Our woman hero of October is Ellen Johnson Sirleaf! She is a Liberian politician who served as the 24th President of Liberia from 2006 to 2018. She was the first elected female head of state in Africa. Sirleaf was listed as the 83rd-most powerful woman in the world by Forbes magazine in 2016. In 2010, Newsweek listed her as one of the ten best leaders in the world, while Time counted her among the top ten female leaders. That same year, The Economist called her “arguably the best president the country has ever had.” In 2010, Sirleaf released her first book, This Child Will Be Great: Memoir of a Remarkable Life by Africa’s First Woman President.
Ellen Johnson Sirleaf was born on 29 October 1938 in Monrovia, capital city of Liberia. She attended the College of West Africa, a preparatory school, from 1948 to 1955, and later married James Sirleaf when she was seventeen years old. Sirleaf traveled with her husband to the United States in 1961 to continue her education at Madison Business College, in Madison, Wisconsin. After divorcing in 1961 because of James’ abuse, Sirleaf returned to college to finish her bachelor’s degree.
After gaining a Master of Public Administration, Sirleaf he returned to Liberia to work in the administration of President William Tolbert, where she was appointed as Assistant Minister of Finance from 1972 to 1973. She resigned after a disagreement about government spending. Subsequently, she was appointed as Minister of Finance a few years later, serving from 1979 to April 1980.
Master Sergeant Samuel Doe seized power in a military coup on 12 April 1980. He ordered the assassination of Tolbert and execution by firing squad of all but four members of his Cabinet. Sirleaf fled the country in November 1980 after publicly criticizing Doe and the People’s Redemption Council for their management of the country.
In 1981, Sirleaf moved to Nairobi, Kenya to serve as Vice President of the African Regional Office of Citibank. She resigned from Citibank in 1985 and returned to Liberia to run for Vice President under Jackson Doe in the 1985 elections. However, Sirleaf was placed under house arrest in August 1985 and soon after sentenced to ten years in prison for sedition, as a consequence of a speech in which she insulted the members of the Samuel Doe regime. Following international calls for her release, Samuel Doe pardoned and released her in September. After an attempted coup against the Doe government by Thomas Quiwonkpa on 12 November 1985, Sirleaf was arrested and imprisoned again on 13th November by Doe’s forces. She was released in July 1986 and secretly fled the country to the United States later that year.
In 1997, Sirleaf ran as the presidential candidate and placed second after Charles Taylor in a controversial election. After controversy about the results and being accused of treason, Sirleaf left Liberia and went into exile in Abidjan, Ivory Coast. After the end of the Second Liberian Civil War and the establishment of a transitional government, Sirleaf stood for president in the 2005 general election. She was declared the winner of the Liberian election and confirmed as the country’s next president on 23 November 2005. Her inauguration, attended by many foreign dignitaries, including United States Secretary of State Condoleezza Rice and First Lady Laura Bush, took place on 16th January, 2006. Sirleaf was re-elected in 2011. In June 2016, she was elected as the Chair of the Economic Community of West African States, making her the first woman to hold the position since it was created.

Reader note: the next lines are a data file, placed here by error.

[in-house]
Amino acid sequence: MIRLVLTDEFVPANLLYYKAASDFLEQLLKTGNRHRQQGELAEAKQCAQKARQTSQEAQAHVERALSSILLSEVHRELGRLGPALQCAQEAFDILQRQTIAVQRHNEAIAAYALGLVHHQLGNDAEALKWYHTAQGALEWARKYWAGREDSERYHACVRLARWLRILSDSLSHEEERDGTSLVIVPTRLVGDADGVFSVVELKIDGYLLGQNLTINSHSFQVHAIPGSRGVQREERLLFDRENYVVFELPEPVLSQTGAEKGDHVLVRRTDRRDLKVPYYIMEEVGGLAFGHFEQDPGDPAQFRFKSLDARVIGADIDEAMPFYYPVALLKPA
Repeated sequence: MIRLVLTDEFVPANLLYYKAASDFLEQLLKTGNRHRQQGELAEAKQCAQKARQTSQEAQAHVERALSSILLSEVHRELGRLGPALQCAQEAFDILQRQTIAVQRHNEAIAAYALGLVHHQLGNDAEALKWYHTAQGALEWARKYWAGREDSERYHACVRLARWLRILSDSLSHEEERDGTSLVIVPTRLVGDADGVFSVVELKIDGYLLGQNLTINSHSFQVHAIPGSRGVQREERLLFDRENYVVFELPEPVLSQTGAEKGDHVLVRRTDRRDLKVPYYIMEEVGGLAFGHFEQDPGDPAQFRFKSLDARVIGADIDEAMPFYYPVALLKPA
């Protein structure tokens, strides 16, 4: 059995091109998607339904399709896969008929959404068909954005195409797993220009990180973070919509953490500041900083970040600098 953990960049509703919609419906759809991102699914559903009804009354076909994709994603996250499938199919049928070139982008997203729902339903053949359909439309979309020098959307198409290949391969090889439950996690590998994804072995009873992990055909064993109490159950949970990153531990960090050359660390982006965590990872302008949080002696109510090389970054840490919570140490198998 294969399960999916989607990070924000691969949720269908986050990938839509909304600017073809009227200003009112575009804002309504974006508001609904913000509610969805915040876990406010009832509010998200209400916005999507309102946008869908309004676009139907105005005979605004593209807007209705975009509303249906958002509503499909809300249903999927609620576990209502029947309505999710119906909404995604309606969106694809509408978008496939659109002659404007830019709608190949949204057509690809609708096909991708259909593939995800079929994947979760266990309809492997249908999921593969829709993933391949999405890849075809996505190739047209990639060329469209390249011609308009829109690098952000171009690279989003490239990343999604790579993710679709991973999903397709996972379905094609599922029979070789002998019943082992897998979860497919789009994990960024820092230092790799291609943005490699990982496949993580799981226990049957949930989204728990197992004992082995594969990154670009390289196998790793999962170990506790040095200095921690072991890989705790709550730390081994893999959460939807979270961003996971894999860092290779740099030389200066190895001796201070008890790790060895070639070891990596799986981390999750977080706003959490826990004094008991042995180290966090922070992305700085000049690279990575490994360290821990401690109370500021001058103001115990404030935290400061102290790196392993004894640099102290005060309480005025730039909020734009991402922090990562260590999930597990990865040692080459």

During her presidency, Sirleaf issued an Executive Order making education free and compulsory for all elementary school aged children. On 4 October 2010 she signed into law a Freedom of Information bill, the first legislation of its kind in West Africa. In recognition of this, she became the first sitting head of state to receive the Friend of the Media in Africa Award from The African Editor’s Union. She also successfully reduced the national debt, and established a Truth and Reconciliation Commission with a mandate to “promote national peace, security, unity and reconciliation” by investigating more than 20 years of civil conflict in the country.
In 2011, Sirleaf was jointly awarded the Nobel Peace Prize with Leymah Gbowee of Liberia and Tawakkol Karman of Yemen. The three women were recognized “for their non-violent struggle for the safety of women and for women’s rights to full participation in peace-building work.” Sirleaf was also conferred the Indira Gandhi Prize by Indian President Pranab Mukherjee on 12 September 2013.
Ellen Johnson Sirleaf inspired us that woman can be a great leader, politician and president. She also taught us the important things to establish a great country, which are education improvement, economic empowerment, strong relations with other countries, and most important of all, a national dialogue that bring all different parties and ethnicities in the country together to reconcile and create peace.
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